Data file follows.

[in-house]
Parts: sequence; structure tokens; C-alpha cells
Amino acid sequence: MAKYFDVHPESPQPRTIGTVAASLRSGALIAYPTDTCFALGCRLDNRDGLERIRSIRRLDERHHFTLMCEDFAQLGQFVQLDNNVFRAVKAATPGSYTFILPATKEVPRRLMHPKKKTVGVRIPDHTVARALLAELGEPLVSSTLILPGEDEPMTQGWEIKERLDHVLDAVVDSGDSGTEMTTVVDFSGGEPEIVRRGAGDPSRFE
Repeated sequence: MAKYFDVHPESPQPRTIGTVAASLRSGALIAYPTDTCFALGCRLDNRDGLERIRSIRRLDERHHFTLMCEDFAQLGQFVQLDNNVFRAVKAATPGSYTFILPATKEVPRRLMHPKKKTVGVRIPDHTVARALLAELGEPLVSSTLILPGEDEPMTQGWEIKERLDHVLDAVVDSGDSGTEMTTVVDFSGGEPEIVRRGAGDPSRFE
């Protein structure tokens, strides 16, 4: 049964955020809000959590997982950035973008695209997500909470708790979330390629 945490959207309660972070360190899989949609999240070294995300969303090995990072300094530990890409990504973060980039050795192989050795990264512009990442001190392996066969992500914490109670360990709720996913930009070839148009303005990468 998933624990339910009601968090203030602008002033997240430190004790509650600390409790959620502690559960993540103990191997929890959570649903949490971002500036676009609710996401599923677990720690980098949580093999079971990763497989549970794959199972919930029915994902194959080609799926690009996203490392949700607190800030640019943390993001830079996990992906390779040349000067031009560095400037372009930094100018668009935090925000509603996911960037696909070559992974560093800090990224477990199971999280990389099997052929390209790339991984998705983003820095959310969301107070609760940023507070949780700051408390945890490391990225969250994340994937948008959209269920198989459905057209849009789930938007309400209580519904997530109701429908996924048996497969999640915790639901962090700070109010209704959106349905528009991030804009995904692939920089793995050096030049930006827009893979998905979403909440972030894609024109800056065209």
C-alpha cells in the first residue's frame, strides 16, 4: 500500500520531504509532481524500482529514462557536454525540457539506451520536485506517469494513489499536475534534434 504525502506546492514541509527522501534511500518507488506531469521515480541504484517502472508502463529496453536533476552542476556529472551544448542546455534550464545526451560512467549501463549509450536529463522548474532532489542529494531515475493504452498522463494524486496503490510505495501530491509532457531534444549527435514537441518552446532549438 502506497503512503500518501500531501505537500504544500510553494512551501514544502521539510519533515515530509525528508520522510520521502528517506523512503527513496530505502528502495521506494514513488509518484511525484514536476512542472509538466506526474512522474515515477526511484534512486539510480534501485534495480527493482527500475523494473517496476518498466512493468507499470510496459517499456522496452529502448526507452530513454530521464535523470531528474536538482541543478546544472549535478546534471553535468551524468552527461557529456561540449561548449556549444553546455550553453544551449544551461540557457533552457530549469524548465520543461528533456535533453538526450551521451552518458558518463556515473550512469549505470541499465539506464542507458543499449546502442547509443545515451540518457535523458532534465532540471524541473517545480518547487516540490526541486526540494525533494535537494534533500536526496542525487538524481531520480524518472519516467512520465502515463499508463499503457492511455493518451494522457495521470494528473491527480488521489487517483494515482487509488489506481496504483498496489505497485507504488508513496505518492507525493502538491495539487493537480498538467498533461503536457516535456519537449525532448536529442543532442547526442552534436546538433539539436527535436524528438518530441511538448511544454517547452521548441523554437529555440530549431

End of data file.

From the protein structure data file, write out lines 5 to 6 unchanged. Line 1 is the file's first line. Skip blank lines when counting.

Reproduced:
């Protein structure tokens, strides 16, 4: 049964955020809000959590997982950035973008695209997500909470708790979330390629 945490959207309660972070360190899989949609999240070294995300969303090995990072300094530990890409990504973060980039050795192989050795990264512009990442001190392996066969992500914490109670360990709720996913930009070839148009303005990468 998933624990339910009601968090203030602008002033997240430190004790509650600390409790959620502690559960993540103990191997929890959570649903949490971002500036676009609710996401599923677990720690980098949580093999079971990763497989549970794959199972919930029915994902194959080609799926690009996203490392949700607190800030640019943390993001830079996990992906390779040349000067031009560095400037372009930094100018668009935090925000509603996911960037696909070559992974560093800090990224477990199971999280990389099997052929390209790339991984998705983003820095959310969301107070609760940023507070949780700051408390945890490391990225969250994340994937948008959209269920198989459905057209849009789930938007309400209580519904997530109701429908996924048996497969999640915790639901962090700070109010209704959106349905528009991030804009995904692939920089793995050096030049930006827009893979998905979403909440972030894609024109800056065209």
C-alpha cells in the first residue's frame, strides 16, 4: 500500500520531504509532481524500482529514462557536454525540457539506451520536485506517469494513489499536475534534434 504525502506546492514541509527522501534511500518507488506531469521515480541504484517502472508502463529496453536533476552542476556529472551544448542546455534550464545526451560512467549501463549509450536529463522548474532532489542529494531515475493504452498522463494524486496503490510505495501530491509532457531534444549527435514537441518552446532549438 502506497503512503500518501500531501505537500504544500510553494512551501514544502521539510519533515515530509525528508520522510520521502528517506523512503527513496530505502528502495521506494514513488509518484511525484514536476512542472509538466506526474512522474515515477526511484534512486539510480534501485534495480527493482527500475523494473517496476518498466512493468507499470510496459517499456522496452529502448526507452530513454530521464535523470531528474536538482541543478546544472549535478546534471553535468551524468552527461557529456561540449561548449556549444553546455550553453544551449544551461540557457533552457530549469524548465520543461528533456535533453538526450551521451552518458558518463556515473550512469549505470541499465539506464542507458543499449546502442547509443545515451540518457535523458532534465532540471524541473517545480518547487516540490526541486526540494525533494535537494534533500536526496542525487538524481531520480524518472519516467512520465502515463499508463499503457492511455493518451494522457495521470494528473491527480488521489487517483494515482487509488489506481496504483498496489505497485507504488508513496505518492507525493502538491495539487493537480498538467498533461503536457516535456519537449525532448536529442543532442547526442552534436546538433539539436527535436524528438518530441511538448511544454517547452521548441523554437529555440530549431